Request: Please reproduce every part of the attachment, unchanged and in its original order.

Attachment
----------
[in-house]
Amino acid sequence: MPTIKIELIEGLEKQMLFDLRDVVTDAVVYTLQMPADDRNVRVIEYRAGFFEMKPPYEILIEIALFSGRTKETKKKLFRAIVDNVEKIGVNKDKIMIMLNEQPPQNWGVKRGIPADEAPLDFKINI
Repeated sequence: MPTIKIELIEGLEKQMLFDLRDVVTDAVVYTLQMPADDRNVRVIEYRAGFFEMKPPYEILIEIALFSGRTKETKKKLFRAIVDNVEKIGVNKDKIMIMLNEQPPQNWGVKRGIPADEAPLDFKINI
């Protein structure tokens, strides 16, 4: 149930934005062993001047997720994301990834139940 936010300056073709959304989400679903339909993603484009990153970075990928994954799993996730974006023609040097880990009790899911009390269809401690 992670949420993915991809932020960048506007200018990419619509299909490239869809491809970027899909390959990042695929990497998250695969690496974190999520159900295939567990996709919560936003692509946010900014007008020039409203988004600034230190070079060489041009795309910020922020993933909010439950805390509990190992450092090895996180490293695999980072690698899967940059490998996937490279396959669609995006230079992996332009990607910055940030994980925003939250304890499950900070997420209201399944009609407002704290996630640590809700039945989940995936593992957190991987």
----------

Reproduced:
[in-house]
Amino acid sequence: MPTIKIELIEGLEKQMLFDLRDVVTDAVVYTLQMPADDRNVRVIEYRAGFFEMKPPYEILIEIALFSGRTKETKKKLFRAIVDNVEKIGVNKDKIMIMLNEQPPQNWGVKRGIPADEAPLDFKINI
Repeated sequence: MPTIKIELIEGLEKQMLFDLRDVVTDAVVYTLQMPADDRNVRVIEYRAGFFEMKPPYEILIEIALFSGRTKETKKKLFRAIVDNVEKIGVNKDKIMIMLNEQPPQNWGVKRGIPADEAPLDFKINI
């Protein structure tokens, strides 16, 4: 149930934005062993001047997720994301990834139940 936010300056073709959304989400679903339909993603484009990153970075990928994954799993996730974006023609040097880990009790899911009390269809401690 992670949420993915991809932020960048506007200018990419619509299909490239869809491809970027899909390959990042695929990497998250695969690496974190999520159900295939567990996709919560936003692509946010900014007008020039409203988004600034230190070079060489041009795309910020922020993933909010439950805390509990190992450092090895996180490293695999980072690698899967940059490998996937490279396959669609995006230079992996332009990607910055940030994980925003939250304890499950900070997420209201399944009609407002704290996630640590809700039945989940995936593992957190991987």